And war always, always, always comes home. Indeed, its consciousness pervades the social order. It grabs a mind and won’t let it go.

And those who want to wage war on their own, without the inconvenience of having to follow someone else’s orders, are free not merely to define their own enemy but also to assemble their own stash of weapons and, when they are ready, “go in” and wreck some lives. This is America, where we have the freedom to kill one another.

And . . .

This is the clincher. We are not allowed, in any official way, to be aware of this. While we pour maybe as much as a trillion dollars a year into Things Military, the amount of money devoted to research into the causes of social violence is, by congressional edict, zero. This has been true since 1996, when Congress, at the intense urging of the NRA, passed the Dickey Amendment, which in essence cut off any federal funding for research into the causes of gun violence.

Specifically, this piece of legislation, part of the federal government’s 1996 omnibus spending bill, bans at the Centers for Disease Control and Prevention from using any federal money to conduct research that “may be used to advocate or promote gun control” — which is a built-in catch-22. Because research into gun violence is likely to reveal the need for gun control, the research cannot be federally funded.

As the New York Times pointed out: “The result is that 22 years and more than 600,000 gunshot victims later, much of the federal government has largely abandoned efforts to learn why people shoot one another, or themselves, and what can be done to prevent gun violence.”

And this is the context in which politicians peddle fear and war. Fear of immigrants is hardly new, hardly the invention of Trump. It has long been a component of American racism. As Trump threatens to dismantle the 14th Amendment and sign an executive order terminating birthright citizenship (an election ploy as the midterms grow nearer), we might want to reflect on good old Executive Order 9066, which Franklin Roosevelt signed in 1942 — and just like that, with a stroke of the pen, forced some 117,000 Japanese-Americans into concentration . . . excuse me, internment camps for the next three years.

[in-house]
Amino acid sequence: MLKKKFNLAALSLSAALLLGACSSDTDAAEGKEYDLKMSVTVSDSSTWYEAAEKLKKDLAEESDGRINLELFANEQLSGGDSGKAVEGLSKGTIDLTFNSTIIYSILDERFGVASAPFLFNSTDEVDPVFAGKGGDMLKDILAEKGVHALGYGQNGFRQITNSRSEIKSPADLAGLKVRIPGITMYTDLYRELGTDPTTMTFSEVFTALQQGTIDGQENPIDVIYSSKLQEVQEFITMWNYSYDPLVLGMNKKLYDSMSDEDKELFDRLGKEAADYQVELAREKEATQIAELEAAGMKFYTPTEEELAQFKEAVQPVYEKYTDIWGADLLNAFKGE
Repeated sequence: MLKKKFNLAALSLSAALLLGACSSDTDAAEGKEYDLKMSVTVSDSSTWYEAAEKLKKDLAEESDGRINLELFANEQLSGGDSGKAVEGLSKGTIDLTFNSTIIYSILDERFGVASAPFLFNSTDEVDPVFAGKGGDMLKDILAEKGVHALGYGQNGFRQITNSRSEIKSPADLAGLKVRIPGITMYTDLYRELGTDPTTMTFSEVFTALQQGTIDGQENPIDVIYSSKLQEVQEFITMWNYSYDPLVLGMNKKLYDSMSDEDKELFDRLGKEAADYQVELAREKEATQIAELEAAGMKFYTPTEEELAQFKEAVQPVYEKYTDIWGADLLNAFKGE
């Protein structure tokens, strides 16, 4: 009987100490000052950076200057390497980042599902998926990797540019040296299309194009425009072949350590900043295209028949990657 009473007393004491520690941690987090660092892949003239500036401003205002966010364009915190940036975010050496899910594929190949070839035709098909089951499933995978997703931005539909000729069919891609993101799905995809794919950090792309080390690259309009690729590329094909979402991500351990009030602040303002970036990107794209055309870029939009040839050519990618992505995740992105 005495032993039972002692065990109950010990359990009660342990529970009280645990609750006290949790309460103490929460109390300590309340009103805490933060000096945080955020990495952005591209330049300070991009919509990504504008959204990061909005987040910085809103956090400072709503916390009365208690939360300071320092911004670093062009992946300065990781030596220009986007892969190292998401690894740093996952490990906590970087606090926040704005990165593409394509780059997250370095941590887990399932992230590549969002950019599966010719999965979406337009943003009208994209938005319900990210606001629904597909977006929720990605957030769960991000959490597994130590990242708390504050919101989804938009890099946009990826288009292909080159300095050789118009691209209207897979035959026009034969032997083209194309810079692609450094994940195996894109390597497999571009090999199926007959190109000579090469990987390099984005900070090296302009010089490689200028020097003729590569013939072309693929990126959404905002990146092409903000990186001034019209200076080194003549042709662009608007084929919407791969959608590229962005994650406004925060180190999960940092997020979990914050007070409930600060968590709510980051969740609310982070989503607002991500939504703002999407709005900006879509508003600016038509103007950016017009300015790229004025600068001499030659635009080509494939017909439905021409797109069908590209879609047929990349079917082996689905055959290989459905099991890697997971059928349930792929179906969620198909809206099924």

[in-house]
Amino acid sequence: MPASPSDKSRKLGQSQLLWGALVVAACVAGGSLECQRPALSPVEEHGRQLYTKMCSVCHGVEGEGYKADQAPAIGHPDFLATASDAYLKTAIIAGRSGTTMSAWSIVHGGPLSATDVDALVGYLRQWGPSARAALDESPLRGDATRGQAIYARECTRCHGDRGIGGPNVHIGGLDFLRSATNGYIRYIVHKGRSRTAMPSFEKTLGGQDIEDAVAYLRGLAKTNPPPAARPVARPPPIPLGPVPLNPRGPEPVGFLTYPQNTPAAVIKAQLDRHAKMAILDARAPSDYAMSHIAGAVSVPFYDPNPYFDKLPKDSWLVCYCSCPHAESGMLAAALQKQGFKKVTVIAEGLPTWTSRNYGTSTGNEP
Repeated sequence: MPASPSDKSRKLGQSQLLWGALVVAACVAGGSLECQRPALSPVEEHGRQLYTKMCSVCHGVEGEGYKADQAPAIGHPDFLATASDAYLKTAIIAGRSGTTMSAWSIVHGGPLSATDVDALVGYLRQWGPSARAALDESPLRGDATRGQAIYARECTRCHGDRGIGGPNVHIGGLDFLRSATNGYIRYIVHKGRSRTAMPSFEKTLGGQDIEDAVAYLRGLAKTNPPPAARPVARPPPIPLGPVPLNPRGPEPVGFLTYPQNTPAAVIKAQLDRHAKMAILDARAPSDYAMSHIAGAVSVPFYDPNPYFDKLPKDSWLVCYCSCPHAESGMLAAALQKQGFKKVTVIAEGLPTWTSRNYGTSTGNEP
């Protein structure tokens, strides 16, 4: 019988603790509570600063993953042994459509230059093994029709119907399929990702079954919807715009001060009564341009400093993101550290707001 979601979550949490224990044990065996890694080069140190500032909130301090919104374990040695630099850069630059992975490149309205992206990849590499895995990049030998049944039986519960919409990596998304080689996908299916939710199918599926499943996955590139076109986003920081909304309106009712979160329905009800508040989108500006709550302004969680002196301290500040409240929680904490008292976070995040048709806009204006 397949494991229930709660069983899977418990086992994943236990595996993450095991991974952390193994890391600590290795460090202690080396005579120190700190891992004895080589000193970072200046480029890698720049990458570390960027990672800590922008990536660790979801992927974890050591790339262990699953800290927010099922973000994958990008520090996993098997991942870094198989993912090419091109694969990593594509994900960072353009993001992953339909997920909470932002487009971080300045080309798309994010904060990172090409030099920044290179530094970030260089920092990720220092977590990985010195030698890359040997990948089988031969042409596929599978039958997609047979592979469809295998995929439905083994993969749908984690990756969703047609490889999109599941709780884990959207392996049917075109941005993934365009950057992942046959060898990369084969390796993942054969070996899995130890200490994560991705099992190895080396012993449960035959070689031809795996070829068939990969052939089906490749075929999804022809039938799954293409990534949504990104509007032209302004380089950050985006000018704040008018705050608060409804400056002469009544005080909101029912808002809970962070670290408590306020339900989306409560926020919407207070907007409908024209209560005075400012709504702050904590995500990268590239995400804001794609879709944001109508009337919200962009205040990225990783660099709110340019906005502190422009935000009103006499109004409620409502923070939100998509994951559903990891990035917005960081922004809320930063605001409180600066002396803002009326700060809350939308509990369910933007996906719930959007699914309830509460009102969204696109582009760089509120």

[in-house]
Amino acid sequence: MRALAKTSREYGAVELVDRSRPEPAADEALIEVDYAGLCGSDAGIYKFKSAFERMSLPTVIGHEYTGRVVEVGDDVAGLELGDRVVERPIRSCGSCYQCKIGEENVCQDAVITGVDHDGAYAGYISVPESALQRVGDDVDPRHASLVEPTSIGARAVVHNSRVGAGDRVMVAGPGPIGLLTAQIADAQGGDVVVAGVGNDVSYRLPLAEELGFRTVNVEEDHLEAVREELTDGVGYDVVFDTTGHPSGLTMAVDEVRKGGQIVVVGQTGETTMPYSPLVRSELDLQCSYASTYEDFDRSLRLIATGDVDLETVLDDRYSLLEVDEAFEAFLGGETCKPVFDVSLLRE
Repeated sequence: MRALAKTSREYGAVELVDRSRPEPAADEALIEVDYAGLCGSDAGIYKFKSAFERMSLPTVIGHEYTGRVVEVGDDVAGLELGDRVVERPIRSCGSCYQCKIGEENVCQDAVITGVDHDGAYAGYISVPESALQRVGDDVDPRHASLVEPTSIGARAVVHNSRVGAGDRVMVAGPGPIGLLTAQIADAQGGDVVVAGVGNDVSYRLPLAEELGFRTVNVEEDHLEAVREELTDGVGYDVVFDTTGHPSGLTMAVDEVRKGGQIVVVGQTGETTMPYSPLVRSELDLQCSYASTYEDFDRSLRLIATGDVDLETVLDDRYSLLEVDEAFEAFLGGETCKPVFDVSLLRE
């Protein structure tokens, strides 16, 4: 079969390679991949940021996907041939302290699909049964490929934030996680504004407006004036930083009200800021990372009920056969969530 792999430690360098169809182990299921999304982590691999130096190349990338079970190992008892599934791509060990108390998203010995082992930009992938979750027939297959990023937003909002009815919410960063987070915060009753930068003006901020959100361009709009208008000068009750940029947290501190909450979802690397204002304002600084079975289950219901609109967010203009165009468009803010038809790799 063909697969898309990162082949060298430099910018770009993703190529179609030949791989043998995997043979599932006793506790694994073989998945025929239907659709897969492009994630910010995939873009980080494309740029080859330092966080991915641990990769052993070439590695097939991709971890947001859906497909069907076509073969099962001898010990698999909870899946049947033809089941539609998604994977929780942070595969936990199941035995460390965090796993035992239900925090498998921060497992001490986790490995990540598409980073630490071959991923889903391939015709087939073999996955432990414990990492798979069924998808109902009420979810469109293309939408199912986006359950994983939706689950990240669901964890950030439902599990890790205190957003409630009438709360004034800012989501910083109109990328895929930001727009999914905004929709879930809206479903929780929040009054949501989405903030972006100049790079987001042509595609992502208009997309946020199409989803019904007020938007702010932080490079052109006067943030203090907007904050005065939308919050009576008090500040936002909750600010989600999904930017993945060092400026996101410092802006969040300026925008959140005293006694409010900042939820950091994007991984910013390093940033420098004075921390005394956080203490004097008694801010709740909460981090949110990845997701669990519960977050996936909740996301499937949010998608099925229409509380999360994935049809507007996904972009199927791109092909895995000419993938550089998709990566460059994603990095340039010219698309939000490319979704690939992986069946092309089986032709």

We could also remember all the European Jews who were not allowed into the United States as they tried to flee Hitler, as we reflect on the nation’s moral shortcomings. This history, so lacking in official atonement, is available to anyone who wants to project blame on a specific Other. Indeed, there is no nationalism — white or otherwise — without an Other to fear and, every so often, kill.

“Screw your optics, I’m going in.”

The mass shootings will continue. We all know that. And we can’t undo our history. But we do have a choice: We can face it squarely and look beyond it, toward love, toward forgiveness, toward an understanding of our presumed enemies. When we do so, the hard part begins. We also start understanding ourselves.

More articles by:

Robert Koehler is a Chicago award-winning journalist and editor.